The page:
Saturday, November 30, 2013

On Being a Slow Runner

This morning I did my 13 mile long run and continued my three day running streak as part of the 2013 Runner's World Holiday Running Streak. I thought that after running 15 miles last week a 13 miler would be no big deal. Yeah, I was wrong.

From the very beginning, this run felt like a death march and as I struggled through all 13 painfully slow miles, I thought about what people think of slow runners. I came across a 2009 New York Times Article recently called "Plodders Have a Place, but Is It in a Marathon?" I know 2009 is ancient history, but as I read the article and some of the comments after it, I found myself getting angrier and angrier. Here is one of the more infuriating quotes:

The marathon I am training for has a seven hour time limit and while I am training to finish in 6 hours or less, finishing at all will be one of my proudest accomplishments. I used to be obese. My highest weight ever was in middle school when, at 216.4 pounds, I was one of, if not the largest girl in my class. I couldn't run a lap around the basketball court in gym class without struggling, let alone run an entire mile.

And now look at me. I am training for a marathon. Me. I am not a naturally gifted athlete. I have short chubby legs, mild asthma, and moderate to severe Crohn's Disease, among other things. Nothing about my body is built for running. More gifted runners could finish their runs in half the time it takes me. I am slow, but I am nevertheless a runner and I deserve to be called one.

I'm sure the Adrienne Walds of the world genuinely believe runners like me have destroyed the marathon, but I genuinely believe the Adrienne Walds of the world need to learn a little humility and empathy. Maybe you're like her. Maybe you ran past me on the sidewalk this morning and you felt superior because you can run a faster mile than me. Congratulations! Would you still feel so smug if you knew that in 2010 I had a Crohn's flare so severe that I needed three surgeries in the space of six months and I almost died? Does it make you feel big and strong to belittle me for trying to accomplish my running goals with a broken body? Do you still want to tell me that I didn't put in as much effort as you even though I trained for just as many months, endured just as much pain, and gave it everything I had to give just like you?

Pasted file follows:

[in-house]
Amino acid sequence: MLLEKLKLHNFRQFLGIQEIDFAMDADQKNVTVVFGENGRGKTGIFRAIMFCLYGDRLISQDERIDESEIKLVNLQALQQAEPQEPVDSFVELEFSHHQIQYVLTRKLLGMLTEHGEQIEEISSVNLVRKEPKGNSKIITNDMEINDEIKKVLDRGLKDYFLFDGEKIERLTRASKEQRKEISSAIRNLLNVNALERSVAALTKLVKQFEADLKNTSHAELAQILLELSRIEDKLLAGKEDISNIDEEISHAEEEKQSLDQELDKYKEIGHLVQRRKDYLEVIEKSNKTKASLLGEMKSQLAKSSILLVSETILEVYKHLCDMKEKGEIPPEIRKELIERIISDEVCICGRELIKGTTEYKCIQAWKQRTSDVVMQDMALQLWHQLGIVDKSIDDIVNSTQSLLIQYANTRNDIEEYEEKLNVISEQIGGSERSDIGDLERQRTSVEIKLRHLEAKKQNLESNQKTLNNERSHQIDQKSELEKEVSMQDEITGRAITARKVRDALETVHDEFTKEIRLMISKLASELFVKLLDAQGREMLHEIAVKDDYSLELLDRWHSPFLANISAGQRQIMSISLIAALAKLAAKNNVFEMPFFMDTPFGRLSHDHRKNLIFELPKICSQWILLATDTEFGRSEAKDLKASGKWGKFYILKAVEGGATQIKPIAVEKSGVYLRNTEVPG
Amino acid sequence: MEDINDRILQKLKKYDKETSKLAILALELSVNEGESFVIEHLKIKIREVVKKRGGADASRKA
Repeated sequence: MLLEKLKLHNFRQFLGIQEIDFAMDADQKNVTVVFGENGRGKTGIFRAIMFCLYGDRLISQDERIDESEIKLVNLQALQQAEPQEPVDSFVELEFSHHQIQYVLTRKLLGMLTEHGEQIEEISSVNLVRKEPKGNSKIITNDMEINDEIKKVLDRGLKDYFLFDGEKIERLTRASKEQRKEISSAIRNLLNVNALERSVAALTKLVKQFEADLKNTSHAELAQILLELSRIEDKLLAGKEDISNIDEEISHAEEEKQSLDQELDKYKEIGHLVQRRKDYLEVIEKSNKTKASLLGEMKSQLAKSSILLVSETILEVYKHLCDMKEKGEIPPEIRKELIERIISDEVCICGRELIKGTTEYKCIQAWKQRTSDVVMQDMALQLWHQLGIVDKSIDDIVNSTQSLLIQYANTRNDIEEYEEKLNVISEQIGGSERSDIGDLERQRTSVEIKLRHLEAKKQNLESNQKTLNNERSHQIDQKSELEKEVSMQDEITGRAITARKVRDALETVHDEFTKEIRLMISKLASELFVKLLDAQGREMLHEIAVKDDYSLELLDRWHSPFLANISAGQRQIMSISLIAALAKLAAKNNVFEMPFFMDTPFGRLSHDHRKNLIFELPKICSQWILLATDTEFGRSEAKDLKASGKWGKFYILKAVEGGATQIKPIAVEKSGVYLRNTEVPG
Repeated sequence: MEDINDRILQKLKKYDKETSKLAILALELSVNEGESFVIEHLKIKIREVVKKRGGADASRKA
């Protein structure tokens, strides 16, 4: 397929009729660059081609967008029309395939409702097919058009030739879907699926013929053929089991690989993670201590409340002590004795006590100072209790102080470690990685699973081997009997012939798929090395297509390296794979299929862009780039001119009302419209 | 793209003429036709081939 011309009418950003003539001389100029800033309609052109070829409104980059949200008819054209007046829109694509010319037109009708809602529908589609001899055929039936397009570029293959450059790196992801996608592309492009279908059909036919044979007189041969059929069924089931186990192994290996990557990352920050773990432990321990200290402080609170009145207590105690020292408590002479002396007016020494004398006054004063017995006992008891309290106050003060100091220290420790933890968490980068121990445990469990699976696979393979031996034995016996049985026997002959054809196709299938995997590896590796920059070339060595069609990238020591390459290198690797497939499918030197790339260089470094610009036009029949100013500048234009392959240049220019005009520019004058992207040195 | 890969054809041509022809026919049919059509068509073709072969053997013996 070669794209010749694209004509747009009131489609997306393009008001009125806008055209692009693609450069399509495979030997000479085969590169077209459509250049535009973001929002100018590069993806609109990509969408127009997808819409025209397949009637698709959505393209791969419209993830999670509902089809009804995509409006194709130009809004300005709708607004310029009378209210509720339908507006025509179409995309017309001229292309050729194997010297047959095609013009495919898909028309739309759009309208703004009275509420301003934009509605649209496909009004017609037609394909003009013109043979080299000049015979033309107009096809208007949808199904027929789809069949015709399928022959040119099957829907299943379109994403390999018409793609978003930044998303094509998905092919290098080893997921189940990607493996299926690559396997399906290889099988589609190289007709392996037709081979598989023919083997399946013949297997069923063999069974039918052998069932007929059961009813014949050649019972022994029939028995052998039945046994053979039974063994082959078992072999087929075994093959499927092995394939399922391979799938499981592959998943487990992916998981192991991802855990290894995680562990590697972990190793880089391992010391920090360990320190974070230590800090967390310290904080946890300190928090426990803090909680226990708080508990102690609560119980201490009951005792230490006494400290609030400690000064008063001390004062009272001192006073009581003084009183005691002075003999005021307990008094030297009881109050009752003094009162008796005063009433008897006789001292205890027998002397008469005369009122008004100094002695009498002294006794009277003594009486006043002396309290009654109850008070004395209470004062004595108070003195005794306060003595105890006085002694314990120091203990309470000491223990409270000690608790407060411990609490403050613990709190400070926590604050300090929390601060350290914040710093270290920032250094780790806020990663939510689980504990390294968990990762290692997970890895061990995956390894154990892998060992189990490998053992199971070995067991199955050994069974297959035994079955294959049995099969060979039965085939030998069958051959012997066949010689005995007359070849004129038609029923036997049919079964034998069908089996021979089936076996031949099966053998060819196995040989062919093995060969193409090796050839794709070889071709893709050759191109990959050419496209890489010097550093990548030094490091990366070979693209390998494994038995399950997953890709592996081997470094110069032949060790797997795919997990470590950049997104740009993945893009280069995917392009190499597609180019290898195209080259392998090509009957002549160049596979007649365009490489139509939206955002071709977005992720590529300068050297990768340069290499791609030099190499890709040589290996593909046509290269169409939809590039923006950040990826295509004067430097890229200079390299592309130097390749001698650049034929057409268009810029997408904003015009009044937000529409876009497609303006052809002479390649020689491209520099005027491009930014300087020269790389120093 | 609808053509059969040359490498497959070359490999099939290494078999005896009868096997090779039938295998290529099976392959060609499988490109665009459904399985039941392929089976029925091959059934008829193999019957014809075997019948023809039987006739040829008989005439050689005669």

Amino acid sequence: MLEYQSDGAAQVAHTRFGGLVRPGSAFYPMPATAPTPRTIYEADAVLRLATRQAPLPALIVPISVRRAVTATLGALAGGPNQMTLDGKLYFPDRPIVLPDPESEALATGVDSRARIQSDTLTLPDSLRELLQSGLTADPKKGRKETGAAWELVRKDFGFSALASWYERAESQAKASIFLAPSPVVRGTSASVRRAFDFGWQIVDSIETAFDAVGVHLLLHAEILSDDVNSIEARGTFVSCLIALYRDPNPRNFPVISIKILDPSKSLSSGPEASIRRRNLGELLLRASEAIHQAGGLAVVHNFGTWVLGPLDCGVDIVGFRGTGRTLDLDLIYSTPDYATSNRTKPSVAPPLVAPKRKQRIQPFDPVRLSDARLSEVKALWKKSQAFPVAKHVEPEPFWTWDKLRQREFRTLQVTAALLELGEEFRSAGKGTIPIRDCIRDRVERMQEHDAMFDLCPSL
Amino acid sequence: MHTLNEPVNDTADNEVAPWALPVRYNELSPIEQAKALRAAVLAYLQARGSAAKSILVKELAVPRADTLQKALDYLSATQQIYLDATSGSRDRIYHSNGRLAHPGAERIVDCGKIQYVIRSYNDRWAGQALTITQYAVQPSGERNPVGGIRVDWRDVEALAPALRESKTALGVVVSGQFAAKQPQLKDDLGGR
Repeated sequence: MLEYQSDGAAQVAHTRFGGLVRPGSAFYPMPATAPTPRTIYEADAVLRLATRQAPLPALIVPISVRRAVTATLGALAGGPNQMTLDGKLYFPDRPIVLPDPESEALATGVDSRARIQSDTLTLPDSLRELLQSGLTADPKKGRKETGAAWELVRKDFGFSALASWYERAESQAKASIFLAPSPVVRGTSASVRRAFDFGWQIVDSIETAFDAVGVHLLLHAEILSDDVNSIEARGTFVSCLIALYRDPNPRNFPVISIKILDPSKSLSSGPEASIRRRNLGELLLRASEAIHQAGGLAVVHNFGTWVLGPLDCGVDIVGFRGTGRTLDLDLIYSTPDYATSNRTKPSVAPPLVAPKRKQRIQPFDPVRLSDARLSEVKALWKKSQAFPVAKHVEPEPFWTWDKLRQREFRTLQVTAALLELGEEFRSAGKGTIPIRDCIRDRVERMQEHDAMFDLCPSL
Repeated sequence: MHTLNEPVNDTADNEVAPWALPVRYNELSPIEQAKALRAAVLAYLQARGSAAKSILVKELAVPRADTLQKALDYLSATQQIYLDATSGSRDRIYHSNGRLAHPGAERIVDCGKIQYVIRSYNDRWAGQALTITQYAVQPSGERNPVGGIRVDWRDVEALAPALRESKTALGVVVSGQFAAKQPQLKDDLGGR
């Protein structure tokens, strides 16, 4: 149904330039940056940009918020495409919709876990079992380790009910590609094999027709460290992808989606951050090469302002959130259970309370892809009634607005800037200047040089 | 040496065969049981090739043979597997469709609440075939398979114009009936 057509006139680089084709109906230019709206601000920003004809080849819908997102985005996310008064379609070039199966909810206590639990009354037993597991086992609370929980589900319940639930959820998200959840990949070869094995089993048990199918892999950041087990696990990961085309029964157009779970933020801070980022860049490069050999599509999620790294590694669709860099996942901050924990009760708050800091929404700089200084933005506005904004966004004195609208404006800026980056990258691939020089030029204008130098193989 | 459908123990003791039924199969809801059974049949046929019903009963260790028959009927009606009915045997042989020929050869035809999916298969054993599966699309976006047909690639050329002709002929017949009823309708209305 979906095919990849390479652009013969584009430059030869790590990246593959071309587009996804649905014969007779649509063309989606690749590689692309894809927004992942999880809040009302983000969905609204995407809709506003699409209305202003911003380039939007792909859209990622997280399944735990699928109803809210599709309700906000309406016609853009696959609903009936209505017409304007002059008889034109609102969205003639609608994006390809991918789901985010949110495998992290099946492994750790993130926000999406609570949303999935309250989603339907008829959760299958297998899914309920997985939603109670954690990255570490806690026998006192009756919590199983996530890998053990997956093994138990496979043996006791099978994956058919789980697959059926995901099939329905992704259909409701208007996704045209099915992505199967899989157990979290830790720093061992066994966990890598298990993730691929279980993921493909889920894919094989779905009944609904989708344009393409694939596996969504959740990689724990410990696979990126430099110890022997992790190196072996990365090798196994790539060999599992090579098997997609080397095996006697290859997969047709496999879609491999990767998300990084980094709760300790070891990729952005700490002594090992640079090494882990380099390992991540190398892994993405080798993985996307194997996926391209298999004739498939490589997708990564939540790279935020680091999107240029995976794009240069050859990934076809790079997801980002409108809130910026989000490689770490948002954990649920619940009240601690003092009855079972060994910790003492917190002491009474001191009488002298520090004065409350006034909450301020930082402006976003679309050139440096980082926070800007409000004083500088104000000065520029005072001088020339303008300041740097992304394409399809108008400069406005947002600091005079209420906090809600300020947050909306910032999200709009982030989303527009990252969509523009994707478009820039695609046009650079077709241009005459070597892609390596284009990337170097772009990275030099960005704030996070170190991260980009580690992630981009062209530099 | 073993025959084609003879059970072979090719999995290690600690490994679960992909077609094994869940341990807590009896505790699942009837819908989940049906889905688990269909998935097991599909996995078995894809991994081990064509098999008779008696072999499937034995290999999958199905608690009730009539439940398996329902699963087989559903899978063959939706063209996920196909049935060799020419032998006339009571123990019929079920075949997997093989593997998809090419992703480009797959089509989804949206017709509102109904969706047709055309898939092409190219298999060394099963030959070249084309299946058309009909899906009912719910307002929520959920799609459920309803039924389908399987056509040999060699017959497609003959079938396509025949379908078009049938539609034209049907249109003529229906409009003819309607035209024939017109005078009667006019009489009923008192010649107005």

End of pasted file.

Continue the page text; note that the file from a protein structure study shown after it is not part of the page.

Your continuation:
Maybe, and this is where the empathy part comes in, you should stop measuring other people with a ruler you designed for yourself to make you feel tall. You know, the one that takes your strengths into account and conspicuously disregards all your weaknesses. How about instead you take each person's individual differences into account and recognize that your very easy might be someone else's very hard? And when that happens, you do not get to be a condescending jerk about it. One day, Adrienne Wald is going to try something new and she is not going to be very good at it. I hope everyone around her masters it immediately and I hope that the experience is humbling. 

Today, I ran 13 miles and continued my 3 day running streak. It was not an easy run and finishing took every ounce of perseverance I have.

My splits were slow and perhaps the people who ran past me on the sidewalk thought I had no right to call myself a runner like them. But I am a runner and maybe if they knew more about my life they would realize that our effort is the same even if our finish times are different.

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